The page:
Journal Article
Abstract: Simulation of the planing hull in waves has been addressed during the last 25 years and basically been approached by strip methods. This work follows that tradition and describes a time-domain strip model for simulation of the planing hull in waves. The actual fluid mechanical problem is simplified through the strip approach. The load distribution acting on the hull is approximated by determining the section load at a number of hull sections, strips. The section-wise 2-dimensional calculations are expressed in terms of added mass coefficients and used in the formulations of both inertia and excitation forces in the equations of motions. The modeling approach starts from the hypothetic assumption that the transient conditions can be modeled based on those section-wise calculations. The equation of motion is solved in the time-domain. The equation is up-dated at each time step and every iteration step with respect to the momentary distribution of section draught and relative incident velocity between the hull and water and catches the characteristic non-linear behavior of the planing craft in waves. The model follows the principles of the pioneering work of E. E. Zarnick differing on model structure and in details such as the modeling of the lift in the transom area. A major part of the work is concerned with experiments and evaluation of simulations with respect to performed model tests and to published experiment data. Simulations of model tests have been performed and comparisons have been made between measured and simulated time series. The link between simulation and experiment is a wave model which is based on a wave height measurement signal. It is developed and evaluated in the thesis. The conclusions are in favor of the 2-dimensional approach to modeling the conditions for the planing hull in waves and among further studies is evaluation of simulated loads and motions to full-scale trial measurement data.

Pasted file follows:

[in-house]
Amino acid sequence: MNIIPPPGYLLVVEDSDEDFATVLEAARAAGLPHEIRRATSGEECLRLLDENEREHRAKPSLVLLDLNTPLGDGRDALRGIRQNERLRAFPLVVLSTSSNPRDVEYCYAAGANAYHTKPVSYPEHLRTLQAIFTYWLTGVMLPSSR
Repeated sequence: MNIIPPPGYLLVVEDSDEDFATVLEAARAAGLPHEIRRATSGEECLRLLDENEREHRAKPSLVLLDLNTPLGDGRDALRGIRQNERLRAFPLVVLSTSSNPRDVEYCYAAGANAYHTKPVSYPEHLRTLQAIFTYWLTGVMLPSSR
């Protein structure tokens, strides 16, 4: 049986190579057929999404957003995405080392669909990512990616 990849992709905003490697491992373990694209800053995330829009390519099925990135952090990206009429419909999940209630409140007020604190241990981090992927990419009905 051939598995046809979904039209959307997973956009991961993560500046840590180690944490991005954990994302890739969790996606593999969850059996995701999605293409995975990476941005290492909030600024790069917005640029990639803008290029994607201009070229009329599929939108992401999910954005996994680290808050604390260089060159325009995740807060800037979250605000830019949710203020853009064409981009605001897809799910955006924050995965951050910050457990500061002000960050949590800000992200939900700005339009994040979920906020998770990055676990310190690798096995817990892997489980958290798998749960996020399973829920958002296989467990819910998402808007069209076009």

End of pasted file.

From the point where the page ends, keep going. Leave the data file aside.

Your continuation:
51 citations

Arthur R. Ferguson1Institutions (1)
17 Aug 1981
Abstract: Disclosed herein is a marine propulsion installation comprising a marine propulsion device including a transom bracket having a mounting portion fixed to the rear of a boat transom below the upper edge thereof, and a pair of laterally spaced arms extending upwardly from the mounting portion and including respective upper ends located rearwardly of the boat transom and above the upper edge thereof, a swivel bracket comprising a mounting portion and a pair of laterally spaced arms extending upwardly from the swivel bracket mounting portion and including respective upper ends, a tilt pin connecting the upper ends of the transom bracket and swivel bracket arms to provide for pivotal movement of the swivel bracket relative to the transom bracket about a tilt axis which is horizontally located rearwardly of the transom and above the upper edge thereof, a propulsion unit including an internal combustion engine and a propeller mounted for rotation and driven by the engine, and a king pin connecting the propulsion unit to the swivel bracket mounting portion for pivotal steering movement of the propulsion unit relative to the swivel bracket about a second axis transverse to the tilt axis and for common movement of the propulsion unit with the swivel bracket about the tilt axis and without travel of the propulsion unit over the transom upper edge or into engagement with the transom.

51 citations